Publishing poems is a stressful undertaking. All those weeks bleeding into months of waiting. And let's not talk about the stakes in getting published--the validation, the fleeting social media fame, the entries on the CV, or if you're an academic the tenure review folder. And yet, as a reader, nothing gives me more pleasure than to discover a new voice or to read a new poem by a favorite poet. I often lose whole days just leafing through the pages (or screen) of a literary journal.
I've decided to try to create this series to bring attention to literary journals (and those who labor behind the scenes to keep them running) in hopes that these conversations can be useful to poets who are trying to figure out how to publish poetry.
I caught up with E. Ethelbert Miller and Jody Bolz, executive editors of the literary journal Poet Lore, to share insights about their journal and to demystify the anxiety-producing prospect of trying to publish in a journal that receives thousands of submissions per year.
Both of you are seasoned poets and long-time readers of literary journals. What would you say sets Poet Lore apart from other journals?
Ethelbert: I think our journal is one the general public can enjoy. I feel it’s a publication that presents a “gift bag” for everyone. I also see Poet Lore upholding American literary traditions as well as venturing into the unknown and discovering new voices. Every magazine is unique because each reflects the vision of its editors. My views about what a literary journal can do were shaped by my working relationship with the writer and publisher Ahmos Zu-Bolton back in the 1970s. I helped him publish Hoo-Doo. At that time, it was the sister magazine to Callaloo and Obsidian. Ahmos placed special emphasis on design and format. A journal has to look good as well as read well. I like how Poet Lore looks and feels in my hands. When I read the list of contributors on the back cover page of an issue, I’m proud of the work I’m doing, the history I’m creating, the bringing to surface the blessings from poets.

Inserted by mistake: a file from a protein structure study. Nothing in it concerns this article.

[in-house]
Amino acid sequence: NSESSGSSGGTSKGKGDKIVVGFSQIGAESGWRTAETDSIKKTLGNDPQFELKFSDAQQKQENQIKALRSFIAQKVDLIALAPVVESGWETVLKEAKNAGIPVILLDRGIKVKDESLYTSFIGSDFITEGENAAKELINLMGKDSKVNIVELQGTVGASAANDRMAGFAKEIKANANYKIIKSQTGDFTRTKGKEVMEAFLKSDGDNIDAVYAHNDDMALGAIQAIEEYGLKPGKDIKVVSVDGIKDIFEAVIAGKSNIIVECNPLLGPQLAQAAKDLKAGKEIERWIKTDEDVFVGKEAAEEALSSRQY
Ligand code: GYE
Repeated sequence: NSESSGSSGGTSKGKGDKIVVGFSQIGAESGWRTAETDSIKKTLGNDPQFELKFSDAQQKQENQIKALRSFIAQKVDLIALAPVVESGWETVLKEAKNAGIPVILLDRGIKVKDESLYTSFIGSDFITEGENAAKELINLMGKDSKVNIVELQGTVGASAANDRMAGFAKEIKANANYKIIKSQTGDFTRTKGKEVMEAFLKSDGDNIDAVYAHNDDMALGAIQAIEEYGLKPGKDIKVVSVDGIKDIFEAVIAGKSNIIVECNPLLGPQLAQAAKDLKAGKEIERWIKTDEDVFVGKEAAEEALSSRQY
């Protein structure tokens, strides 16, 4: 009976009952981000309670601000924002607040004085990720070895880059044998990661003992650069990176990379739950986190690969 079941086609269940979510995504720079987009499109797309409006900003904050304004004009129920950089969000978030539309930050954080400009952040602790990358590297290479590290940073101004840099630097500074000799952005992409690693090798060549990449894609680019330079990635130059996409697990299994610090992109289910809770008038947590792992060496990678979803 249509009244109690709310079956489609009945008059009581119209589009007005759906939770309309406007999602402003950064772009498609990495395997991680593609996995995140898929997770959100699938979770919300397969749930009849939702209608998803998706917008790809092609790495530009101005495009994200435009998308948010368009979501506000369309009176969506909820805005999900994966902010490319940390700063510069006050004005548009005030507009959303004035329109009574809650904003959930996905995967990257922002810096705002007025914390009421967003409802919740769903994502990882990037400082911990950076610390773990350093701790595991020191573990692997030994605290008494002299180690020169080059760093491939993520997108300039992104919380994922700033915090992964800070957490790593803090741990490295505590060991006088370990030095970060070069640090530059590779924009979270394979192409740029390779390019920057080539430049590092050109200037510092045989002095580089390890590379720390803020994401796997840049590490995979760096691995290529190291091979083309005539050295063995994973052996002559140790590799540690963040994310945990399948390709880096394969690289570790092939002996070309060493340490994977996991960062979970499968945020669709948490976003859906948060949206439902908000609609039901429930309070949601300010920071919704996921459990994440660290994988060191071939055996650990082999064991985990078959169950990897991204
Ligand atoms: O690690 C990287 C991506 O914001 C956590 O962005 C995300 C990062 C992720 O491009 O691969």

Jody: One thing that makes each issue of Poet Lore a fascinating read is the way the poems are arranged in relationship to one another: we place them in a narrative arc so that the poets are in conversation with one another from start to finish. Our Editors’ Page in the front of the journal invites readers to consider specific thematic threads that run through the selection of poems. We love the idea of presenting a chorus of voices in a wide range of tones, and the sound metaphor is no accident; at each month’s editorial meeting, we read the poems we’ve chosen for consideration aloud to one another. When we can’t hear any kind of music (and I’m not talking about conventional meter and rhyme here but cadences and echoes), we don’t take the poem.
As editors and readers, what do you look for in a poem? What makes you say "yes" unequivocally?